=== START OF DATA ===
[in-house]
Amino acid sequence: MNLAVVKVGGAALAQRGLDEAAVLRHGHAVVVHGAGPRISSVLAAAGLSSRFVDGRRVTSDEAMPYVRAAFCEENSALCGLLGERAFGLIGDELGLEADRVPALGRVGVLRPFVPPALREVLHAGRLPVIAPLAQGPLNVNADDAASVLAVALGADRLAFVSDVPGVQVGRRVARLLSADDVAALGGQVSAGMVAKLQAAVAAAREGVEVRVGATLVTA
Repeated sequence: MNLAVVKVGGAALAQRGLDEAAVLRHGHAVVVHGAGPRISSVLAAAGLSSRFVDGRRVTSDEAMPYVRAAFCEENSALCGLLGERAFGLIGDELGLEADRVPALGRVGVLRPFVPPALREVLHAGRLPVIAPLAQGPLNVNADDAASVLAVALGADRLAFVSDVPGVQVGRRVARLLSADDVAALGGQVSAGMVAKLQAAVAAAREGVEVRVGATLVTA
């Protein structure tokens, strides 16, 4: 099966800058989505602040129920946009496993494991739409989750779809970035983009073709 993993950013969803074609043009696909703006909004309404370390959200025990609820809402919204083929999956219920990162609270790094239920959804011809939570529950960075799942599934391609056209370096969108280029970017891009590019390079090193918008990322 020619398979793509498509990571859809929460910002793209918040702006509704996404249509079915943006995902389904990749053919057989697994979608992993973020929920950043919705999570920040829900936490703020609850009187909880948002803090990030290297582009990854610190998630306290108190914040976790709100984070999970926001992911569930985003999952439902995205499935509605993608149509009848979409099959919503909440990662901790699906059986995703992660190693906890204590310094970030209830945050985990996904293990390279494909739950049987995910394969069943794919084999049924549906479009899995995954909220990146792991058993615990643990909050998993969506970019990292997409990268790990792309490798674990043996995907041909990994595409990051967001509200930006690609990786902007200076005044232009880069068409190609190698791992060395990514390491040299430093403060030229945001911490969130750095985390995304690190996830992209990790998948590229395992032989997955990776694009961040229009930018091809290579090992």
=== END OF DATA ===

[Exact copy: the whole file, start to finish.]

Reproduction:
[in-house]
Amino acid sequence: MNLAVVKVGGAALAQRGLDEAAVLRHGHAVVVHGAGPRISSVLAAAGLSSRFVDGRRVTSDEAMPYVRAAFCEENSALCGLLGERAFGLIGDELGLEADRVPALGRVGVLRPFVPPALREVLHAGRLPVIAPLAQGPLNVNADDAASVLAVALGADRLAFVSDVPGVQVGRRVARLLSADDVAALGGQVSAGMVAKLQAAVAAAREGVEVRVGATLVTA
Repeated sequence: MNLAVVKVGGAALAQRGLDEAAVLRHGHAVVVHGAGPRISSVLAAAGLSSRFVDGRRVTSDEAMPYVRAAFCEENSALCGLLGERAFGLIGDELGLEADRVPALGRVGVLRPFVPPALREVLHAGRLPVIAPLAQGPLNVNADDAASVLAVALGADRLAFVSDVPGVQVGRRVARLLSADDVAALGGQVSAGMVAKLQAAVAAAREGVEVRVGATLVTA
């Protein structure tokens, strides 16, 4: 099966800058989505602040129920946009496993494991739409989750779809970035983009073709 993993950013969803074609043009696909703006909004309404370390959200025990609820809402919204083929999956219920990162609270790094239920959804011809939570529950960075799942599934391609056209370096969108280029970017891009590019390079090193918008990322 020619398979793509498509990571859809929460910002793209918040702006509704996404249509079915943006995902389904990749053919057989697994979608992993973020929920950043919705999570920040829900936490703020609850009187909880948002803090990030290297582009990854610190998630306290108190914040976790709100984070999970926001992911569930985003999952439902995205499935509605993608149509009848979409099959919503909440990662901790699906059986995703992660190693906890204590310094970030209830945050985990996904293990390279494909739950049987995910394969069943794919084999049924549906479009899995995954909220990146792991058993615990643990909050998993969506970019990292997409990268790990792309490798674990043996995907041909990994595409990051967001509200930006690609990786902007200076005044232009880069068409190609190698791992060395990514390491040299430093403060030229945001911490969130750095985390995304690190996830992209990790998948590229395992032989997955990776694009961040229009930018091809290579090992």